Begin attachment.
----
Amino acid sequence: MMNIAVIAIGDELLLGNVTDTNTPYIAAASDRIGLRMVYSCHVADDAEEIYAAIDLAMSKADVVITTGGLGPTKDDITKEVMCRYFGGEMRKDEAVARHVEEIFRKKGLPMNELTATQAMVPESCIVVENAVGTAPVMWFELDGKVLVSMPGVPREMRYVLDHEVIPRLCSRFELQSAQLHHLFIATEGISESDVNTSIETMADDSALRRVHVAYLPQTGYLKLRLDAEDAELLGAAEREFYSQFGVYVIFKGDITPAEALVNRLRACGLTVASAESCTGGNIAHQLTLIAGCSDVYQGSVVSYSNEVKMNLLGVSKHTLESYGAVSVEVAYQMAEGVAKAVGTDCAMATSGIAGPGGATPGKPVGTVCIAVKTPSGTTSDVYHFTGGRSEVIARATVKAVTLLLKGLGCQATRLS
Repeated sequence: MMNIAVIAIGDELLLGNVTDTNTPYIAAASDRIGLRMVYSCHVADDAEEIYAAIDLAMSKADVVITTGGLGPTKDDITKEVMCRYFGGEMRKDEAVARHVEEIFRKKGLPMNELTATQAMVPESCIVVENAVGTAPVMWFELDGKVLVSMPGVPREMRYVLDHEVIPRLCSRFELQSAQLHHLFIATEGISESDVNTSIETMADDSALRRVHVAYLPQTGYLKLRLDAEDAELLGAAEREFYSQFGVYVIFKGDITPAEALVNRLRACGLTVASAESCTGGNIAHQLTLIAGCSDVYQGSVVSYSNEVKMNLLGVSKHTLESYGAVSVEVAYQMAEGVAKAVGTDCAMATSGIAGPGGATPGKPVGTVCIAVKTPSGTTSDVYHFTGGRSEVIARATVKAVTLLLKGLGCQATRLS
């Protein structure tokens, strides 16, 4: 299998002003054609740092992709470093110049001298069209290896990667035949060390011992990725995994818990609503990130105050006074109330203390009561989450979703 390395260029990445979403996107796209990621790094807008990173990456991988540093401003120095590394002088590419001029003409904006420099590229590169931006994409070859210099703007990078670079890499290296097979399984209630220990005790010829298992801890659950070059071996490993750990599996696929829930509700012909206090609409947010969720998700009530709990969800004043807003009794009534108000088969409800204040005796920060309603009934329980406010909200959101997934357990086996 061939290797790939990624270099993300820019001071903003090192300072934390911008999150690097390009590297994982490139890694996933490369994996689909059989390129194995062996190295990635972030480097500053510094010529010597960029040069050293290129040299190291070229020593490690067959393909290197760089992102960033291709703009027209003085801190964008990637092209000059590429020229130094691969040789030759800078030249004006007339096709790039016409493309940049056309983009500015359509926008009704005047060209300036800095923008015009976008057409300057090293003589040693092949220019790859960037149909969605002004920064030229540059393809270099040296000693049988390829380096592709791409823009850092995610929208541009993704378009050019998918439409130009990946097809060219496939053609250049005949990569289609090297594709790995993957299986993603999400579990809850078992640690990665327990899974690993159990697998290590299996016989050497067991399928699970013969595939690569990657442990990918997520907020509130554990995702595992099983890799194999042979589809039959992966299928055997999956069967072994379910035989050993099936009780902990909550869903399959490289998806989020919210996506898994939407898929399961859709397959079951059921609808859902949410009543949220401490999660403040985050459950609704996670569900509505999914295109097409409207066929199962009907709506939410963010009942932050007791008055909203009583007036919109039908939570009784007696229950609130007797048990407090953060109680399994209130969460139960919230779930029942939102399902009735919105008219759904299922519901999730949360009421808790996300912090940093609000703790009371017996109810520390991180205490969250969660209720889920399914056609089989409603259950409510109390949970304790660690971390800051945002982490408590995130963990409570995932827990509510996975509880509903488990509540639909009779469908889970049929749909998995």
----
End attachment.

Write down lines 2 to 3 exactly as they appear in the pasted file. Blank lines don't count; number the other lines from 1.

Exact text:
Repeated sequence: MMNIAVIAIGDELLLGNVTDTNTPYIAAASDRIGLRMVYSCHVADDAEEIYAAIDLAMSKADVVITTGGLGPTKDDITKEVMCRYFGGEMRKDEAVARHVEEIFRKKGLPMNELTATQAMVPESCIVVENAVGTAPVMWFELDGKVLVSMPGVPREMRYVLDHEVIPRLCSRFELQSAQLHHLFIATEGISESDVNTSIETMADDSALRRVHVAYLPQTGYLKLRLDAEDAELLGAAEREFYSQFGVYVIFKGDITPAEALVNRLRACGLTVASAESCTGGNIAHQLTLIAGCSDVYQGSVVSYSNEVKMNLLGVSKHTLESYGAVSVEVAYQMAEGVAKAVGTDCAMATSGIAGPGGATPGKPVGTVCIAVKTPSGTTSDVYHFTGGRSEVIARATVKAVTLLLKGLGCQATRLS
């Protein structure tokens, strides 16, 4: 299998002003054609740092992709470093110049001298069209290896990667035949060390011992990725995994818990609503990130105050006074109330203390009561989450979703 390395260029990445979403996107796209990621790094807008990173990456991988540093401003120095590394002088590419001029003409904006420099590229590169931006994409070859210099703007990078670079890499290296097979399984209630220990005790010829298992801890659950070059071996490993750990599996696929829930509700012909206090609409947010969720998700009530709990969800004043807003009794009534108000088969409800204040005796920060309603009934329980406010909200959101997934357990086996 061939290797790939990624270099993300820019001071903003090192300072934390911008999150690097390009590297994982490139890694996933490369994996689909059989390129194995062996190295990635972030480097500053510094010529010597960029040069050293290129040299190291070229020593490690067959393909290197760089992102960033291709703009027209003085801190964008990637092209000059590429020229130094691969040789030759800078030249004006007339096709790039016409493309940049056309983009500015359509926008009704005047060209300036800095923008015009976008057409300057090293003589040693092949220019790859960037149909969605002004920064030229540059393809270099040296000693049988390829380096592709791409823009850092995610929208541009993704378009050019998918439409130009990946097809060219496939053609250049005949990569289609090297594709790995993957299986993603999400579990809850078992640690990665327990899974690993159990697998290590299996016989050497067991399928699970013969595939690569990657442990990918997520907020509130554990995702595992099983890799194999042979589809039959992966299928055997999956069967072994379910035989050993099936009780902990909550869903399959490289998806989020919210996506898994939407898929399961859709397959079951059921609808859902949410009543949220401490999660403040985050459950609704996670569900509505999914295109097409409207066929199962009907709506939410963010009942932050007791008055909203009583007036919109039908939570009784007696229950609130007797048990407090953060109680399994209130969460139960919230779930029942939102399902009735919105008219759904299922519901999730949360009421808790996300912090940093609000703790009371017996109810520390991180205490969250969660209720889920399914056609089989409603259950409510109390949970304790660690971390800051945002982490408590995130963990409570995932827990509510996975509880509903488990509540639909009779469908889970049929749909998995």